Moonquakes rattle the Moon as it shrinks like a raisin

Posted: May 14, 2019 by oldbrew in Gravity, moon, research, solar system dynamics, Tides
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View from the Moon [credit: NASA]


Moons don’t generally ‘shrink’, so what’s going on here? The abstract of the research paper speaks of compressional stresses, but the only potential source of compression would seem to be the Earth. It’s known that ‘the crust on the far side is a lot thicker than it is on the near side’, as discussed here.

The moon is still tectonically active, like Earth, generating moonquakes as our planet creates earthquakes, a new study based on Apollo mission data found.

These moonquakes likely happen because the moon is quivering as it shrinks, researchers added.

On Earth, tectonic activity, such as earthquakes and volcanism, results from shuffling of the crust’s tectonic plates driven by the churning of the planet’s molten interior, says Charles Quoi at Space.com.

However, the moon is much smaller than Earth and therefore largely cooled off long ago, so one might not expect much, if any, tectonic activity.

However, in 2010, high-resolution images from NASA’s Lunar Reconnaissance Orbiter revealed a network of thousands of faults on the moon that appeared to be less than 50 million years old. Researchers suggested these faults were evidence of lunar tectonics, although it was unclear how recent this activity was.

Seismometers at four Apollo landing sites on the moon recorded 28 shallow moonquakes between 1969 and 1977, ranging from magnitude 1.5 to 5 on the Richter scale. Some of these shallow quakes might in theory result from activity on lunar faults, but the locations and depths of the sources of these quakes were uncertain.

Moonquakes can have origins other than tectonic activity in the lunar crust. For example, the Apollo missions detected about 11,000 moonquakes happening about 500 to 680 miles (800 to 1100 kilometers) beneath the lunar surface.

Previous research suggested that these deep moonquakes resulted from Earth’s gravitational pull on the lunar interior, much as how the moon’s gravitational pull on Earth’s waters results in the tides, said study co-author Nicholas Schmerr, a planetary seismologist at the University of Maryland at College Park.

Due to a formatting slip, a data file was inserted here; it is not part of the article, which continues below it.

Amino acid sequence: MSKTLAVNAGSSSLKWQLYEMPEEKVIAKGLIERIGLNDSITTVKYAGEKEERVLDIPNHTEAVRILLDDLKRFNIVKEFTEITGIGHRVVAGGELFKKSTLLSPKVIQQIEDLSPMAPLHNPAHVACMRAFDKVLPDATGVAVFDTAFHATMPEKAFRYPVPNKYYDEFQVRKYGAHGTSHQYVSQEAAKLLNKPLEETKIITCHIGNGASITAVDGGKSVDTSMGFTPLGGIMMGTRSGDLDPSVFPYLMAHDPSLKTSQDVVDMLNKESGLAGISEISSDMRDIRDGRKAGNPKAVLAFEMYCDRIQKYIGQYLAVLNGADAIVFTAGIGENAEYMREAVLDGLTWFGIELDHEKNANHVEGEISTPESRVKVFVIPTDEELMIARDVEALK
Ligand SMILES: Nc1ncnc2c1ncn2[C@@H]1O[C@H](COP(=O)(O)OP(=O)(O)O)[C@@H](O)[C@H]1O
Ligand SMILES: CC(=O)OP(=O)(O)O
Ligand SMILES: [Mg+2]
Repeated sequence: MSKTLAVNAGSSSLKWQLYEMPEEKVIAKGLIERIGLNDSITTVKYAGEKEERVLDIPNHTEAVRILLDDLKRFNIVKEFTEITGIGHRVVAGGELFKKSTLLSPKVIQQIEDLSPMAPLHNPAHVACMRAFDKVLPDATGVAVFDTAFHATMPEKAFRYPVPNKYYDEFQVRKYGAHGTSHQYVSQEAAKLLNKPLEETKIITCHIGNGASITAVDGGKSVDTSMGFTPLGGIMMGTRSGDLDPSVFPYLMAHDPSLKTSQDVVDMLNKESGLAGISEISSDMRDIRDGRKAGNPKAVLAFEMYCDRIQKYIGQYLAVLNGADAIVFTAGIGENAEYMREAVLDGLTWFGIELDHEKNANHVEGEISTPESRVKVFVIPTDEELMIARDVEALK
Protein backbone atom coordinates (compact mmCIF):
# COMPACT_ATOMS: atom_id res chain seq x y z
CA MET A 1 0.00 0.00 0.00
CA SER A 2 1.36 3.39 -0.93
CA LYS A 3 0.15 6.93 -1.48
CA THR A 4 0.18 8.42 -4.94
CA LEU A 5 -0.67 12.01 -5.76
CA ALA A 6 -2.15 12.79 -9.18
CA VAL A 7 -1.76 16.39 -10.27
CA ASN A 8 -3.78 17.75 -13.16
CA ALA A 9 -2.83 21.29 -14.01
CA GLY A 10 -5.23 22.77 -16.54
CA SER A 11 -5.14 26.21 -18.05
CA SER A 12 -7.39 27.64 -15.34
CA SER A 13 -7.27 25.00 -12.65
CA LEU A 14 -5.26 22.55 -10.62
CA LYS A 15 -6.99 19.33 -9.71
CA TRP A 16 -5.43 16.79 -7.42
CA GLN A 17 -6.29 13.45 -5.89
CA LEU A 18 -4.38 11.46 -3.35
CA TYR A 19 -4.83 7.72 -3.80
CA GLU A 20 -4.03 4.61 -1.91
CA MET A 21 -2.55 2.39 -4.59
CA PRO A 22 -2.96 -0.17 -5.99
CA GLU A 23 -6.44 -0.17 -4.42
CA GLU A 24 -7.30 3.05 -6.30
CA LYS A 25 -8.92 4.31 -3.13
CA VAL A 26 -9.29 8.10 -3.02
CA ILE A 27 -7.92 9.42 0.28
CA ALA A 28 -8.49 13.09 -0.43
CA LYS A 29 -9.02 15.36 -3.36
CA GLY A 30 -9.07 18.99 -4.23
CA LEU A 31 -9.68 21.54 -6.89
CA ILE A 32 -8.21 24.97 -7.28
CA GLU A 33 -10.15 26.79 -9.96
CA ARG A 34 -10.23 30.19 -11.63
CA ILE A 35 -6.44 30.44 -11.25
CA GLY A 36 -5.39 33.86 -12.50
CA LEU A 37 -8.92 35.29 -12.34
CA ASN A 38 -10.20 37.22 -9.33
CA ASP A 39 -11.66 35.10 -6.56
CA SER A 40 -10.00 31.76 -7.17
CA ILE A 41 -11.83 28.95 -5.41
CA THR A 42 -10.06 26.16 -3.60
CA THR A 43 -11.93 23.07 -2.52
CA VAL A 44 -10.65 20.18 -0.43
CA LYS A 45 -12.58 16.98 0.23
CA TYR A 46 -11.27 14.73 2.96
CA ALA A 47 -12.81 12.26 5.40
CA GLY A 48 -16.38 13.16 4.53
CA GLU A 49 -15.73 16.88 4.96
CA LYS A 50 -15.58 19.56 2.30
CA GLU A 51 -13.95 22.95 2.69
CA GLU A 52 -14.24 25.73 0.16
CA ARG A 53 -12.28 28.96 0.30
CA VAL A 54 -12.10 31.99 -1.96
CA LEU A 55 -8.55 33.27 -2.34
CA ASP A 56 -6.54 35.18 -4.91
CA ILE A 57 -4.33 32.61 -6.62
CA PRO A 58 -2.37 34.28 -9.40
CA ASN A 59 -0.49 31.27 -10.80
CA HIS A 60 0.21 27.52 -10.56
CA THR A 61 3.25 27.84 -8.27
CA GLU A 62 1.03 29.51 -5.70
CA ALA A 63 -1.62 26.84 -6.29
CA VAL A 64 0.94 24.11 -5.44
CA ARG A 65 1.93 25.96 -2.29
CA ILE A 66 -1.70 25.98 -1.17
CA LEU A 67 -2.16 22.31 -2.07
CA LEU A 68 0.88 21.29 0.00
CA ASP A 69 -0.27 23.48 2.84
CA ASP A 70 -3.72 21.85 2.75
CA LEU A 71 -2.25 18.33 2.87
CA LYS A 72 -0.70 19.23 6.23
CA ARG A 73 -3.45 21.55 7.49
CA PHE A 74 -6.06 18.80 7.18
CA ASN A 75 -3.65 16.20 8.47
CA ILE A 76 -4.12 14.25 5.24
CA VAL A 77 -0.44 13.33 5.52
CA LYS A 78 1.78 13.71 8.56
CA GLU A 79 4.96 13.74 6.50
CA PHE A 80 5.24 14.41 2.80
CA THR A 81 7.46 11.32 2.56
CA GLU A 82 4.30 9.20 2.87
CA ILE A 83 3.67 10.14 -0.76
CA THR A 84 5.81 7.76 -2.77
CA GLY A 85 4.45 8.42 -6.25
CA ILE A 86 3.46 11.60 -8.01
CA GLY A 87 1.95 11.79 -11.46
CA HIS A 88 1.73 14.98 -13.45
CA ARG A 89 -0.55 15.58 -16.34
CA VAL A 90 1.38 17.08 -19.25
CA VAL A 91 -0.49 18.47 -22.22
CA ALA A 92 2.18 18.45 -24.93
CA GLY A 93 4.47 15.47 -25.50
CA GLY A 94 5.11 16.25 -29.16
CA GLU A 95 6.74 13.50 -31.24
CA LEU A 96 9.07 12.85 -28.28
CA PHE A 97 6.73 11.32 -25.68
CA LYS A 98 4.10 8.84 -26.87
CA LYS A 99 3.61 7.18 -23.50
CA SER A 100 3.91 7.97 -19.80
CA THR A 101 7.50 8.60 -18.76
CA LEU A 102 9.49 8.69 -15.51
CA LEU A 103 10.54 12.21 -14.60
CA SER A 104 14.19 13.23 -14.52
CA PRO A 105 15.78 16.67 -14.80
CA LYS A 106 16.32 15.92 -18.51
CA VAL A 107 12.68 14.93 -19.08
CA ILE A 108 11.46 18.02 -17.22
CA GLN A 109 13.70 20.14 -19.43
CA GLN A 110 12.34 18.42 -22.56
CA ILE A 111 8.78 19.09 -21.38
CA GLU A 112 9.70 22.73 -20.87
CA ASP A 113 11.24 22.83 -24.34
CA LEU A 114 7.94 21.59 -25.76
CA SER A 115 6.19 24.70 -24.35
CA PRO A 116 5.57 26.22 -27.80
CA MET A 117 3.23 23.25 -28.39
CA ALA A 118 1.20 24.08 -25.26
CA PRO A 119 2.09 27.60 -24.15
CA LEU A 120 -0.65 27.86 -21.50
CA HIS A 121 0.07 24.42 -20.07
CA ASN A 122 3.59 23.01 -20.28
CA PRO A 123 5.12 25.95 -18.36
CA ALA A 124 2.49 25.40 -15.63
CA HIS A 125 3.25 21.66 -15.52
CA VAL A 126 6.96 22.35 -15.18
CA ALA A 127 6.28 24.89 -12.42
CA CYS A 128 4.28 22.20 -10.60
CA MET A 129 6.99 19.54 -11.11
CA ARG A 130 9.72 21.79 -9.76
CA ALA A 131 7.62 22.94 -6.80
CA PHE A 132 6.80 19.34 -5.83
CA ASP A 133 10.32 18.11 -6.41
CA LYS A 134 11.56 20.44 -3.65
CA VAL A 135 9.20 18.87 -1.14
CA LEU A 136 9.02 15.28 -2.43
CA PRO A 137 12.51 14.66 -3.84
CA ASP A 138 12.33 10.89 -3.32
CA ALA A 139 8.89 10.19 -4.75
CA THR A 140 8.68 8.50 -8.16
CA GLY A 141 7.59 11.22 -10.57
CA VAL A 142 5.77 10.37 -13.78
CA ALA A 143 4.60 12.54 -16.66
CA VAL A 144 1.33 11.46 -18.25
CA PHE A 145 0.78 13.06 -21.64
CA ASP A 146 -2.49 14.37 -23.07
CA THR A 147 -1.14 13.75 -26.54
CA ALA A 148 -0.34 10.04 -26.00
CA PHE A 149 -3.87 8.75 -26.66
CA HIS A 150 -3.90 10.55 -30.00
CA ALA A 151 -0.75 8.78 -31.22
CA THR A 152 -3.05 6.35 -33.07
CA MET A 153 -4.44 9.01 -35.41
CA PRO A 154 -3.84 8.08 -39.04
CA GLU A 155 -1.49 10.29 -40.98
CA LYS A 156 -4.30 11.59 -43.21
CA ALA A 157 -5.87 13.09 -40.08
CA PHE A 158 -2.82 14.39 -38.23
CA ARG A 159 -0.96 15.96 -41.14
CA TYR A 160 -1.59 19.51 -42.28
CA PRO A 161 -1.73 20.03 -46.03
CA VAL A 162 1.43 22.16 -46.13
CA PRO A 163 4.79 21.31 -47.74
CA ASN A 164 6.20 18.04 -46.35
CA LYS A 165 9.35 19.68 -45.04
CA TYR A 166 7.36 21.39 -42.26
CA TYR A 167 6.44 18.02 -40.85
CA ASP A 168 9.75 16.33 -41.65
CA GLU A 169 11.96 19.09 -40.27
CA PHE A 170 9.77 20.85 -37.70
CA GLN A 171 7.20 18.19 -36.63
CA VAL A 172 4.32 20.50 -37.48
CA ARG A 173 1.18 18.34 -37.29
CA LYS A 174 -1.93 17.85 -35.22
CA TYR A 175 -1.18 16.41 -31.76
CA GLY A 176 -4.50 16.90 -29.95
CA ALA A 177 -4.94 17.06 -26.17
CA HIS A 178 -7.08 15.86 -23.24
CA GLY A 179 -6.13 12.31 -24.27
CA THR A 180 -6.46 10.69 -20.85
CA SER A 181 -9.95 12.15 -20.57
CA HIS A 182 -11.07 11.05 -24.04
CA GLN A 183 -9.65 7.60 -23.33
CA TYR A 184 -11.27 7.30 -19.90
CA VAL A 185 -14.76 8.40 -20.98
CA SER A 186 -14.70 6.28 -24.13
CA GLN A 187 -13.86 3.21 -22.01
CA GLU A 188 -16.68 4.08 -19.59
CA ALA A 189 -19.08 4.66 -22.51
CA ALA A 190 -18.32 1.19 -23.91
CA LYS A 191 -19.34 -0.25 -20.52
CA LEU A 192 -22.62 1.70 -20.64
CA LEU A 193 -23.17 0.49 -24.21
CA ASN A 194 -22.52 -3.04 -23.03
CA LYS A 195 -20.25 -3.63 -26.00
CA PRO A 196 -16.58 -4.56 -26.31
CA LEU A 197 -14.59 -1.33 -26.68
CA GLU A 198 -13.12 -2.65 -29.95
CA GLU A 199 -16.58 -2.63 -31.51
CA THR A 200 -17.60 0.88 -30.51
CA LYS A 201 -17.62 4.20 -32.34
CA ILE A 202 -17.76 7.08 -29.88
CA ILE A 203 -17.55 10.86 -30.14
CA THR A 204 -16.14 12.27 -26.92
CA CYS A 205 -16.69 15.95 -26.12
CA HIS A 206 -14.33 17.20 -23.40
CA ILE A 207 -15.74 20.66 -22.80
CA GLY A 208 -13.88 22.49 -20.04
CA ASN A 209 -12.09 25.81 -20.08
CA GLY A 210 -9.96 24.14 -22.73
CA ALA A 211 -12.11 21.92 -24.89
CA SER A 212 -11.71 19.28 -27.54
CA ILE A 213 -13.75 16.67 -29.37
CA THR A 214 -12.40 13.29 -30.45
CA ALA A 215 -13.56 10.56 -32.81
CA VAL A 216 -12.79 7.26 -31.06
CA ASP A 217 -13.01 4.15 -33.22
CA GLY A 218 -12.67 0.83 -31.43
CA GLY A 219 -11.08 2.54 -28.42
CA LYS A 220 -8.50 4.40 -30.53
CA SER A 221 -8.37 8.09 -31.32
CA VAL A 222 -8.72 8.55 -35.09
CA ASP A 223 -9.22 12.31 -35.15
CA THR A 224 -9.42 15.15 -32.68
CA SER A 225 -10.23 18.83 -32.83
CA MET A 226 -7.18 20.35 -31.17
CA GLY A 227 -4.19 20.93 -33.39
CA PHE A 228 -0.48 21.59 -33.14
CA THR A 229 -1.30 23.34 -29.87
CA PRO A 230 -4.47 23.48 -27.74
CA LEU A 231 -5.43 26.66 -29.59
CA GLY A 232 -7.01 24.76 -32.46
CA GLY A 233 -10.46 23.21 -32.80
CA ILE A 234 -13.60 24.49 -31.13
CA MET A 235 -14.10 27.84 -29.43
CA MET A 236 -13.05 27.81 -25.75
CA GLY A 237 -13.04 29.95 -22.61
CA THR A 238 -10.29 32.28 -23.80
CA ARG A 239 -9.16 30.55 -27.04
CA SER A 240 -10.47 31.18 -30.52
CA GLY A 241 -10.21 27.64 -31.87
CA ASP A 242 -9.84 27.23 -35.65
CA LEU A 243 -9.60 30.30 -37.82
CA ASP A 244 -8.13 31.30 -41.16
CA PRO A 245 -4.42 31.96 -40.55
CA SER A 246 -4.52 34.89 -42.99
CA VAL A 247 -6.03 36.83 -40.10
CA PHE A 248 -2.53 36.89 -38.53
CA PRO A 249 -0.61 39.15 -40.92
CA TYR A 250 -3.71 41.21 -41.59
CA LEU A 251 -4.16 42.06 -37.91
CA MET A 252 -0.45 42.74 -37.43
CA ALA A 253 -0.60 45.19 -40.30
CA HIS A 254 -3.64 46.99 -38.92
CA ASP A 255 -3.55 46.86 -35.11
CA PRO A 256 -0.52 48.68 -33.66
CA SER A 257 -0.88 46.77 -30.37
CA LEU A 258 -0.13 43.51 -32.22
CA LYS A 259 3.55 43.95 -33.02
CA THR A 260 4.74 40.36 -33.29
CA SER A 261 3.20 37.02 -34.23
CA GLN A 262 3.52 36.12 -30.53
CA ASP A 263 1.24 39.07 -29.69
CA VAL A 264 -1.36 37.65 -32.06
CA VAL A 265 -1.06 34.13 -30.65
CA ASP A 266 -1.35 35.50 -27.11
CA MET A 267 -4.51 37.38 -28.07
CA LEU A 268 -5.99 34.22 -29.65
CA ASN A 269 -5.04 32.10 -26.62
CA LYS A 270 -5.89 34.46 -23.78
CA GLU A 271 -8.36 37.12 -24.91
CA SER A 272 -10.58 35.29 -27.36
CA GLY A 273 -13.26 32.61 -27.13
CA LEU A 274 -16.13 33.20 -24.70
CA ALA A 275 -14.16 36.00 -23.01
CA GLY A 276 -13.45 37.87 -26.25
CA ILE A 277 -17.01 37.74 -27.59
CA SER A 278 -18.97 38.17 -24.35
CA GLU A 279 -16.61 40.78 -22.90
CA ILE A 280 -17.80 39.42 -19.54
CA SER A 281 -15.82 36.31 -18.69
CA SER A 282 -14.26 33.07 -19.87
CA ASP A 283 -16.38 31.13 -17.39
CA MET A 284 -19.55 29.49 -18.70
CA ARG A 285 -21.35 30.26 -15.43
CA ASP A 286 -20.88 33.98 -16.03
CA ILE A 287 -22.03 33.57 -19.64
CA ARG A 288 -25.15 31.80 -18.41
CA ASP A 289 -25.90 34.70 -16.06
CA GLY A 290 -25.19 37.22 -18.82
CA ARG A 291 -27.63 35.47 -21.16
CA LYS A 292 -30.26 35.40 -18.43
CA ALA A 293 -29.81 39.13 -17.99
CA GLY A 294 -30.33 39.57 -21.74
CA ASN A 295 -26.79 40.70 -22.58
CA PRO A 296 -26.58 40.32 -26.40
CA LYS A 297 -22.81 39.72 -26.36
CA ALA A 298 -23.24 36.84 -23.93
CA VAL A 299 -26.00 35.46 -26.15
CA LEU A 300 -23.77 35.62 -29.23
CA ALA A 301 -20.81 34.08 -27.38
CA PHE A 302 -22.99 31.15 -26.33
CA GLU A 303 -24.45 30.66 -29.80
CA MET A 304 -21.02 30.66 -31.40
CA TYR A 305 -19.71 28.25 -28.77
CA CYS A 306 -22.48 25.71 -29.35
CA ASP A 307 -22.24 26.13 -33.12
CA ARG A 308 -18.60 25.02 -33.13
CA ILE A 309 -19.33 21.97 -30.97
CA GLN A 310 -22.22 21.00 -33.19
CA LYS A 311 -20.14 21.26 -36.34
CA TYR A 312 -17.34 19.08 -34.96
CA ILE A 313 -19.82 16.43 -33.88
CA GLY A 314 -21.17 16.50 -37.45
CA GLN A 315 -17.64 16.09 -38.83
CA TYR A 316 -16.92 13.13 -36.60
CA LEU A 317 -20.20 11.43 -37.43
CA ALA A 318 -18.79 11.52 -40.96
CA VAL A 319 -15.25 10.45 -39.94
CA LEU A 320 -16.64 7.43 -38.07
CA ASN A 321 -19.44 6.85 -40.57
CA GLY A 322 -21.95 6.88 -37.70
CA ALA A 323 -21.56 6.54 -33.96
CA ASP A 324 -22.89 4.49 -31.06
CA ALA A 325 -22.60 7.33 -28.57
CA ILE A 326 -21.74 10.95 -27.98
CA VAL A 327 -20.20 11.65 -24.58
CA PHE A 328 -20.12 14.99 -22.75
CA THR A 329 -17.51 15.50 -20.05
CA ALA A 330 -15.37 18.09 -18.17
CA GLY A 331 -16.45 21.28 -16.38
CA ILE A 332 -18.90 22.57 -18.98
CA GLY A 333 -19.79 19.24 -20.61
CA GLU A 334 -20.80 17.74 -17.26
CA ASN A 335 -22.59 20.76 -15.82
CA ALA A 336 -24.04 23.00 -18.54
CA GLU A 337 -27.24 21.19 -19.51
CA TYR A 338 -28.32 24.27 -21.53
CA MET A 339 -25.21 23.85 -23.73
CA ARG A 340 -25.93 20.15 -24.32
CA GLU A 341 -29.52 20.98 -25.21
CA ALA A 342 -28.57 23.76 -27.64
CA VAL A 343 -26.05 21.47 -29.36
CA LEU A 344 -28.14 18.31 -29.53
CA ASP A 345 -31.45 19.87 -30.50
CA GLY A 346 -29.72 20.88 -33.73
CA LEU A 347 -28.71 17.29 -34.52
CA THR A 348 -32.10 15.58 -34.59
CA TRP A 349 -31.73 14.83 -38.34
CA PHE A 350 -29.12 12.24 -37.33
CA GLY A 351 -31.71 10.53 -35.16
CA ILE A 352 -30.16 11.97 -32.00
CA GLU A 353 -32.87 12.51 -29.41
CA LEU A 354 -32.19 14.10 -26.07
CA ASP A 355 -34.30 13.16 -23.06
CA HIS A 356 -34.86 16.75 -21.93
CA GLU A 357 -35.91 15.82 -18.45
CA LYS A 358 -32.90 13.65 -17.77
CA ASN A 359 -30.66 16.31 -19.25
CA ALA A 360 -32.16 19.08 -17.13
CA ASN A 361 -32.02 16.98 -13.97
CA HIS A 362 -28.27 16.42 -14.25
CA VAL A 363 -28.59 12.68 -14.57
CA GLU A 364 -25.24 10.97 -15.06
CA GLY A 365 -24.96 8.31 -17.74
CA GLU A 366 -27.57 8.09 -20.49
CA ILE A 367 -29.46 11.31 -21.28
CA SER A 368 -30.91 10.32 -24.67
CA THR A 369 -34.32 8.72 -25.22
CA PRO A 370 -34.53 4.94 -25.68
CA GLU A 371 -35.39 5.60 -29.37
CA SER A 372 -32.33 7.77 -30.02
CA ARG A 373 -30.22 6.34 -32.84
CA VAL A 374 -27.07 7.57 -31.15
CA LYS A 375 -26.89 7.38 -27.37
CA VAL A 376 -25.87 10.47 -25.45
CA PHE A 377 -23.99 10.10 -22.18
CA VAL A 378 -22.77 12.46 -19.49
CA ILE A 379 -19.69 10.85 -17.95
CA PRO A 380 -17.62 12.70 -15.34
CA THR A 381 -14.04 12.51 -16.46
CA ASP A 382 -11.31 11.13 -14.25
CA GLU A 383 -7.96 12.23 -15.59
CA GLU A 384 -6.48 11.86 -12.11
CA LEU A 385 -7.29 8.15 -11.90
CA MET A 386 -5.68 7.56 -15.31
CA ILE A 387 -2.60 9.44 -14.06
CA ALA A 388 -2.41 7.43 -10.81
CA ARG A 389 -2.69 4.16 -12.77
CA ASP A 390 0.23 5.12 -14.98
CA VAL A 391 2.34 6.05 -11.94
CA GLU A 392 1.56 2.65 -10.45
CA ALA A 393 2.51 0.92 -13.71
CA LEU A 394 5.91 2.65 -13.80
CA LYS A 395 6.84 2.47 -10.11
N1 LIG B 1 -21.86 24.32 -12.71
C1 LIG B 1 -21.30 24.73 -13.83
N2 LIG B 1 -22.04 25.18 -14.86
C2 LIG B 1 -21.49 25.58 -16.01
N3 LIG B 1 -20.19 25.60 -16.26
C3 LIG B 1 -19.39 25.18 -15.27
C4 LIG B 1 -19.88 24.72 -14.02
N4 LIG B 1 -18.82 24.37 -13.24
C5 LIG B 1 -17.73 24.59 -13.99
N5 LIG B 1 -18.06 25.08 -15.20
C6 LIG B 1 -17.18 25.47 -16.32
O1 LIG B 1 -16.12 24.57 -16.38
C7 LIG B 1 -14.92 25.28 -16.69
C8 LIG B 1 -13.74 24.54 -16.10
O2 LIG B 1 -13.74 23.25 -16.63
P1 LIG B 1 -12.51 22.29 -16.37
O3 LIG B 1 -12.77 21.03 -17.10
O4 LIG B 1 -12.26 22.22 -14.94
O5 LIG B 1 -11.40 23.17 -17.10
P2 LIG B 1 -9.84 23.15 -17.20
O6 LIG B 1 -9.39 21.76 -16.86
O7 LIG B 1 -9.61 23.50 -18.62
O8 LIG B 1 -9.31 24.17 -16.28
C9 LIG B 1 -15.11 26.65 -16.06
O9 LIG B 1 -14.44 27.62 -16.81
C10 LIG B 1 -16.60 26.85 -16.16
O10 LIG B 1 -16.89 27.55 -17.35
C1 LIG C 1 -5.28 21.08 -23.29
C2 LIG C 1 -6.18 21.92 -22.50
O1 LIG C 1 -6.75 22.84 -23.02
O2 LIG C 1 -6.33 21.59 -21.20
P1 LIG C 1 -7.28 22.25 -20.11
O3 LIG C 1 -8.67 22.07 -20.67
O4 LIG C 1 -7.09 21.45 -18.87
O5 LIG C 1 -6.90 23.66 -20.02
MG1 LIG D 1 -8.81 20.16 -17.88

The Apollo missions also detected about one moonquake per day resulting from space rocks hitting the lunar surface. Those missions even saw artificial moonquakes from the impacts of the spacecraft used to bring astronauts to the moon, Schmerr added.

The researchers in the new study wanted to see if the shallow moonquakes that the Apollo missions detected were linked with faults on the lunar surface, and thus ongoing tectonic activity on the moon. To do so, the scientists relied on analytical techniques developed to interpret data from sparse networks of seismometers on Earth.

Full report here.
– – –
NASA press release: Shrinking Moon May Be Generating Moonquakes

Comments
  1. oldbrew says:

    Abstract says:
    We found that the epicentres of eight near-surface quakes fall within 30 km of a fault scarp, the distance of the expected strong ground shaking. From an analysis of the timing of these eight events, we found that six occurred when the Moon was less than 15,000 km from the apogee distance.

    NASA adds: This is where additional tidal stress from Earth’s gravity causes a peak in the total stress, making slip-events along these faults more likely.
    https://www.nasa.gov/press-release/goddard/2019/moonquakes


    – – –
    six occurred when the Moon was less than 15,000 km from the apogee distance

    That amounts to saying there’s more stress the further away the Moon is from the Earth – but gravity is known to fall off by the inverse square. 😐

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